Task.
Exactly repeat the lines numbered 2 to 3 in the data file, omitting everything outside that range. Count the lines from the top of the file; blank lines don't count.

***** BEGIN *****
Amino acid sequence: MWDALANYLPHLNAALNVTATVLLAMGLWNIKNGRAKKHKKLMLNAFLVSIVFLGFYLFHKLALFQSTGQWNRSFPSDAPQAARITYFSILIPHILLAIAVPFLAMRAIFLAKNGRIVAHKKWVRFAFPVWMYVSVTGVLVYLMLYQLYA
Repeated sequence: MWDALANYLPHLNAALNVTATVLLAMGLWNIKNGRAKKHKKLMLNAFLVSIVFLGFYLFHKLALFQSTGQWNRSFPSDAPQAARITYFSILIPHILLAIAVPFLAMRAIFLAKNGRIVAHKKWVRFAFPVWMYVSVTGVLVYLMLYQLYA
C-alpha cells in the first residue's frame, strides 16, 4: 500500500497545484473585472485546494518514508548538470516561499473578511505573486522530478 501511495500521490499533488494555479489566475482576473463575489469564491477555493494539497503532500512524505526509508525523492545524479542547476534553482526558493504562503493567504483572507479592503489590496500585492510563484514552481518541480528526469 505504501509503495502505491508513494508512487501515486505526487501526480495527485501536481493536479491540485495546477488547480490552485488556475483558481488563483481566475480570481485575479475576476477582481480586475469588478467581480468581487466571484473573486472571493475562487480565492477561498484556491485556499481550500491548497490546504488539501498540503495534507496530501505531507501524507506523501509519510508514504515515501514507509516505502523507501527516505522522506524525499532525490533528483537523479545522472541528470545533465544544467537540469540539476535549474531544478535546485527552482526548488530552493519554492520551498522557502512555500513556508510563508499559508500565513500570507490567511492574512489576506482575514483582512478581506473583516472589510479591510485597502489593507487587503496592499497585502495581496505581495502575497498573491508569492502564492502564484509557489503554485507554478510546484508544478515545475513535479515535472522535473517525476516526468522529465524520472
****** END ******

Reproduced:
Repeated sequence: MWDALANYLPHLNAALNVTATVLLAMGLWNIKNGRAKKHKKLMLNAFLVSIVFLGFYLFHKLALFQSTGQWNRSFPSDAPQAARITYFSILIPHILLAIAVPFLAMRAIFLAKNGRIVAHKKWVRFAFPVWMYVSVTGVLVYLMLYQLYA
C-alpha cells in the first residue's frame, strides 16, 4: 500500500497545484473585472485546494518514508548538470516561499473578511505573486522530478 501511495500521490499533488494555479489566475482576473463575489469564491477555493494539497503532500512524505526509508525523492545524479542547476534553482526558493504562503493567504483572507479592503489590496500585492510563484514552481518541480528526469 505504501509503495502505491508513494508512487501515486505526487501526480495527485501536481493536479491540485495546477488547480490552485488556475483558481488563483481566475480570481485575479475576476477582481480586475469588478467581480468581487466571484473573486472571493475562487480565492477561498484556491485556499481550500491548497490546504488539501498540503495534507496530501505531507501524507506523501509519510508514504515515501514507509516505502523507501527516505522522506524525499532525490533528483537523479545522472541528470545533465544544467537540469540539476535549474531544478535546485527552482526548488530552493519554492520551498522557502512555500513556508510563508499559508500565513500570507490567511492574512489576506482575514483582512478581506473583516472589510479591510485597502489593507487587503496592499497585502495581496505581495502575497498573491508569492502564492502564484509557489503554485507554478510546484508544478515545475513535479515535472522535473517525476516526468522529465524520472